Radiator niches and bathroom work

Ow. Ow. Even though contractors are hip deep in our first floor bathroom renovation, we still have plenty of projects of our own, including (ow ow) framing in the niches where the radiators used to be, so that the plasterers can make them flush with the walls. This, as always, turned out to be more complex than we ever imagined.

Background: we didn’t want to find a plasterer ourselves and so had put off this project, but we’ll have one coming in to finish the walls and ceiling in our new shower. So we decided we would take advantage of his coming to have him do the work. And it turns out to be affordable, provided that we do the basic framing ourselves. So on Saturday we cleaned out all the broken plaster from the niche, which turned out to be pretty much all of it, measured, and cut the 2x4s to length. Then I started swinging a framing hammer, and learned about slow progress. Really slow project. Fortunately we finished the dining room one and I even hung a box for the outlet.

Then things started to slow down. We had to remove trim from each of the other openings—intact, if possible, since we would need to reuse it once the plastering is complete. And in some cases we needed to bring up floorboards, since we had some floor to replace where there was some water damage and need to reuse the good boards to patch the bad ones.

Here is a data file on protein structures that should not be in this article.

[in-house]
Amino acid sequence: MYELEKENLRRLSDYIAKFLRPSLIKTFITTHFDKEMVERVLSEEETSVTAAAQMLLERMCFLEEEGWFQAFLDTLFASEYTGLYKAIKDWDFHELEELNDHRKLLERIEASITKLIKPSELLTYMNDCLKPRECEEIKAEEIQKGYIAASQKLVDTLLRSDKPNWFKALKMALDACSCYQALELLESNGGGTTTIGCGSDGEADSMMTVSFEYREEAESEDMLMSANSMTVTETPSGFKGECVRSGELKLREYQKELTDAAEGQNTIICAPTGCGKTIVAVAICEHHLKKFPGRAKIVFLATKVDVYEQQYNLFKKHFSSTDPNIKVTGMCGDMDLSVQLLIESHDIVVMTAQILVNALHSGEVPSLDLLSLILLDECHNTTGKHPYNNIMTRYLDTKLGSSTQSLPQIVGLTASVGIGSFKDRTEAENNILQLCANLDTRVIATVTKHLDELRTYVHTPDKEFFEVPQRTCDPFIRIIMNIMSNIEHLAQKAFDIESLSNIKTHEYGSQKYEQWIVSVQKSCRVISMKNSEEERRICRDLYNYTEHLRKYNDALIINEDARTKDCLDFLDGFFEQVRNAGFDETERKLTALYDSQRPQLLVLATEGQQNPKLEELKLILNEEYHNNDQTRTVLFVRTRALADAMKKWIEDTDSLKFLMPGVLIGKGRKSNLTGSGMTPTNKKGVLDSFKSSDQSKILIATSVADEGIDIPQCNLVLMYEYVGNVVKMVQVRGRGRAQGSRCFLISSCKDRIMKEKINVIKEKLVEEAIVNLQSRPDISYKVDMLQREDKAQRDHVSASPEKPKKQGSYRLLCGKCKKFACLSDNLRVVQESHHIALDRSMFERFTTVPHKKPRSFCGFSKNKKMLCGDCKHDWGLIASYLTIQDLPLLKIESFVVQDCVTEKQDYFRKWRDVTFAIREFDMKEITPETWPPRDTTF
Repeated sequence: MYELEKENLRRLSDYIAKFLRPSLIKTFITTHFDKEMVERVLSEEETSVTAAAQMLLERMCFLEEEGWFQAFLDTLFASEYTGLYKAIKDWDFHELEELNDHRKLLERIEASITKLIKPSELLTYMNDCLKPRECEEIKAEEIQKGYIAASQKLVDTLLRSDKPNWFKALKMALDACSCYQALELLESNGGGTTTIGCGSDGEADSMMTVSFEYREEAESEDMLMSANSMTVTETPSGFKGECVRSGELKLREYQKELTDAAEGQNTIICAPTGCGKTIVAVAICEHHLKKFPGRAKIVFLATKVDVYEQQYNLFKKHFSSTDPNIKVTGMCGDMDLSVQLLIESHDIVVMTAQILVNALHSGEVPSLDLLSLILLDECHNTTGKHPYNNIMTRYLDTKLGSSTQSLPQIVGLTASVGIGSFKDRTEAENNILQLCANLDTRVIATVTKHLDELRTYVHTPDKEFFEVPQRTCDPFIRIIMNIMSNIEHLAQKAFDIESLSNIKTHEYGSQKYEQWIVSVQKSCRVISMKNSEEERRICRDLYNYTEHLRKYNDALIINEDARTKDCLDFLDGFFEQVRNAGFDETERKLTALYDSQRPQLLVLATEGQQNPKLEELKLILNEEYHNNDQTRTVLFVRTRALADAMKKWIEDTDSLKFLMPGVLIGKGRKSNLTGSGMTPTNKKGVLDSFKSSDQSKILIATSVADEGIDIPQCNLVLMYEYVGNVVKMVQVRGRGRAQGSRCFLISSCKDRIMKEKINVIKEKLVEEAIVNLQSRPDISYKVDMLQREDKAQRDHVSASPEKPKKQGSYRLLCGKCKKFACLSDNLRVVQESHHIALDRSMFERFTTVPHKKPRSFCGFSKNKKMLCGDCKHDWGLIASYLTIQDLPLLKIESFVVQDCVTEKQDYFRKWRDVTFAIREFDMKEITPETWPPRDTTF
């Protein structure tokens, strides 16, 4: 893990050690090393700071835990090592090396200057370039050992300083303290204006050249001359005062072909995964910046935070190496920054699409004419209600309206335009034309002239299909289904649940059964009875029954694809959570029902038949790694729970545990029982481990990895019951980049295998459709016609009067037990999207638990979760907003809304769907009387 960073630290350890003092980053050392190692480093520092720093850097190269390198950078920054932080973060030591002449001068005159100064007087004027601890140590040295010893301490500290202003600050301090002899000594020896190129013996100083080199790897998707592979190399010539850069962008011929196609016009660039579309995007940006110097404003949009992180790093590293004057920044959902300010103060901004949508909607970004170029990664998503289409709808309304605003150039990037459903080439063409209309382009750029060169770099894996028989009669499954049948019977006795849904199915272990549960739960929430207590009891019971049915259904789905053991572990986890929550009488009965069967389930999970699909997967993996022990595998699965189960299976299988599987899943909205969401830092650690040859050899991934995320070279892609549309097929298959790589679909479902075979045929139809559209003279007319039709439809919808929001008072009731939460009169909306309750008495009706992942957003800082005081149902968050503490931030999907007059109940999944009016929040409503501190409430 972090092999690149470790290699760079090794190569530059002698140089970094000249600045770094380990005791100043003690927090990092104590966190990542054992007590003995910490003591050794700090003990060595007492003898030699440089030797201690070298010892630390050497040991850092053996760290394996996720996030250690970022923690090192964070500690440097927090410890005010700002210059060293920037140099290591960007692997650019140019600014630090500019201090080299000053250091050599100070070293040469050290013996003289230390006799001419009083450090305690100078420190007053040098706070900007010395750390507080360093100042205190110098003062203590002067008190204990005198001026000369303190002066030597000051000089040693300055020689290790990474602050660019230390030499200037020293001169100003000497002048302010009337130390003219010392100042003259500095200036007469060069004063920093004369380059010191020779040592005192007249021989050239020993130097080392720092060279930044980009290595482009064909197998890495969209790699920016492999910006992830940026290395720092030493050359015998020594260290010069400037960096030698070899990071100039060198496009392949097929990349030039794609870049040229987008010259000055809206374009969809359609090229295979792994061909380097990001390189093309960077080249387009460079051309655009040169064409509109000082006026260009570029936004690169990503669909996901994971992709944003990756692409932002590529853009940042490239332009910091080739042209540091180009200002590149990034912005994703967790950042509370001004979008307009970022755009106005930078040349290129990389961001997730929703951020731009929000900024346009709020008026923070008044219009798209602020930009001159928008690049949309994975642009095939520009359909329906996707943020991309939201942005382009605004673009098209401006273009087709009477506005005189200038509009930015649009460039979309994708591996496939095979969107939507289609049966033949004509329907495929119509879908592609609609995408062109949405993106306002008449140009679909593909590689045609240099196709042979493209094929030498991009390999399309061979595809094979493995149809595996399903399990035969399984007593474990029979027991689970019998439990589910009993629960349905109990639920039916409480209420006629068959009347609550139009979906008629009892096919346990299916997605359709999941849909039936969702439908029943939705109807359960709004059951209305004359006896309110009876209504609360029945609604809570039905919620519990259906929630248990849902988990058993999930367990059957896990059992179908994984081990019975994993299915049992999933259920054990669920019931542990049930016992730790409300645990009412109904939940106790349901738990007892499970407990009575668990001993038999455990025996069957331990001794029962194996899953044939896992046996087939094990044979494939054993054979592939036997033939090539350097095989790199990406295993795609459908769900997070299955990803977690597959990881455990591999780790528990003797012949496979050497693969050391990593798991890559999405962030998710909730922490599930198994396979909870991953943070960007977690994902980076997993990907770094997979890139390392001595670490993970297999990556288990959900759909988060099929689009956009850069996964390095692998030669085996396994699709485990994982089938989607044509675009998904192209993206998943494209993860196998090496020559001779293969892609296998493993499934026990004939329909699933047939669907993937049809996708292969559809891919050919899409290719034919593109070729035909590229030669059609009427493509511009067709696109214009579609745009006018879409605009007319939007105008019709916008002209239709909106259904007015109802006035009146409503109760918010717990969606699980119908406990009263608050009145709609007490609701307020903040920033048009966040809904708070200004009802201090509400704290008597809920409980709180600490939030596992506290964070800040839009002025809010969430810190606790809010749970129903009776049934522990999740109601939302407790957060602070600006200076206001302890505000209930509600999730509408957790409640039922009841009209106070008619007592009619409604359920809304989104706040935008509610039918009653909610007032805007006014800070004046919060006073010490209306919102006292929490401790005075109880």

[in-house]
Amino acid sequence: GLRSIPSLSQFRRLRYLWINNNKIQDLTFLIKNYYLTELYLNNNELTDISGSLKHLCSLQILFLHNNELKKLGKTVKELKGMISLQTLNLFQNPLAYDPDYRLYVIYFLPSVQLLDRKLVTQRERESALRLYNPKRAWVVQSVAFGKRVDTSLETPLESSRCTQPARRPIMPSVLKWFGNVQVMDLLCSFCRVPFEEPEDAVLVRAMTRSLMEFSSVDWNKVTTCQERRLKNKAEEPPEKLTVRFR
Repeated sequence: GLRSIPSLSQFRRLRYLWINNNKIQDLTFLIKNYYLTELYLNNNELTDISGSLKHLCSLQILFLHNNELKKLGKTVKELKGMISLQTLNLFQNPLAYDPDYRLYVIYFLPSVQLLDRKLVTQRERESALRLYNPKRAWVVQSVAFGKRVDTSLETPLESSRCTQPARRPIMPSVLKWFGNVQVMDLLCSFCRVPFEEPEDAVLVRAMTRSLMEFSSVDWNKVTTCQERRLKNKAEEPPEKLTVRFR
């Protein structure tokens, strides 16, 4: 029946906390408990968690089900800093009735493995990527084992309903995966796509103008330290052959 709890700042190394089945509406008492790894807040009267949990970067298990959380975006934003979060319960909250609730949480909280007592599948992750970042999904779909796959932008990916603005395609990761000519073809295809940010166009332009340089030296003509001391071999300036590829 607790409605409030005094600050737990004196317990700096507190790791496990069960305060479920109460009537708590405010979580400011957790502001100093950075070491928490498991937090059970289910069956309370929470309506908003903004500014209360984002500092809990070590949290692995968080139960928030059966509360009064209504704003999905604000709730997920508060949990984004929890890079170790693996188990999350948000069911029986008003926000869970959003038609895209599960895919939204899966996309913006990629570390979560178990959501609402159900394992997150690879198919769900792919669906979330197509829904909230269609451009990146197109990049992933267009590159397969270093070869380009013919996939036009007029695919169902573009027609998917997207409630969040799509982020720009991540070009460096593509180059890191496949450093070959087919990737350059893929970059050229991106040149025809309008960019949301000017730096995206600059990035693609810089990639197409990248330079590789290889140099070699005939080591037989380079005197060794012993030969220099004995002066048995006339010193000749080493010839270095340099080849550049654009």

Then there were the two pipes, that, in spite of all our HVAC installers’ efforts, were still too high to lay floor over. Fortunately our contractor volunteered to knock one off during his lunch hour—seeing that otherwise his plasterer wouldn’t be able to finish his job. And tonight I got another one done, in spite of a nightmare of bad angles and sheer fright. (Handling a reciprocating saw to cut a few inches off a loose cast iron pipe just below our bedroom floor ranks as my least home improvement chore ever.)

But that’s done, and all the lumber is cut to length. Now I just need to rig a jig so that I can use my circular saw to trim about 5/8ths of an inch off each piece, so that the blueboard will lay flush with the wall surface or below it. A few shots of the progress here, including the shower stall pre-rough piping and tile.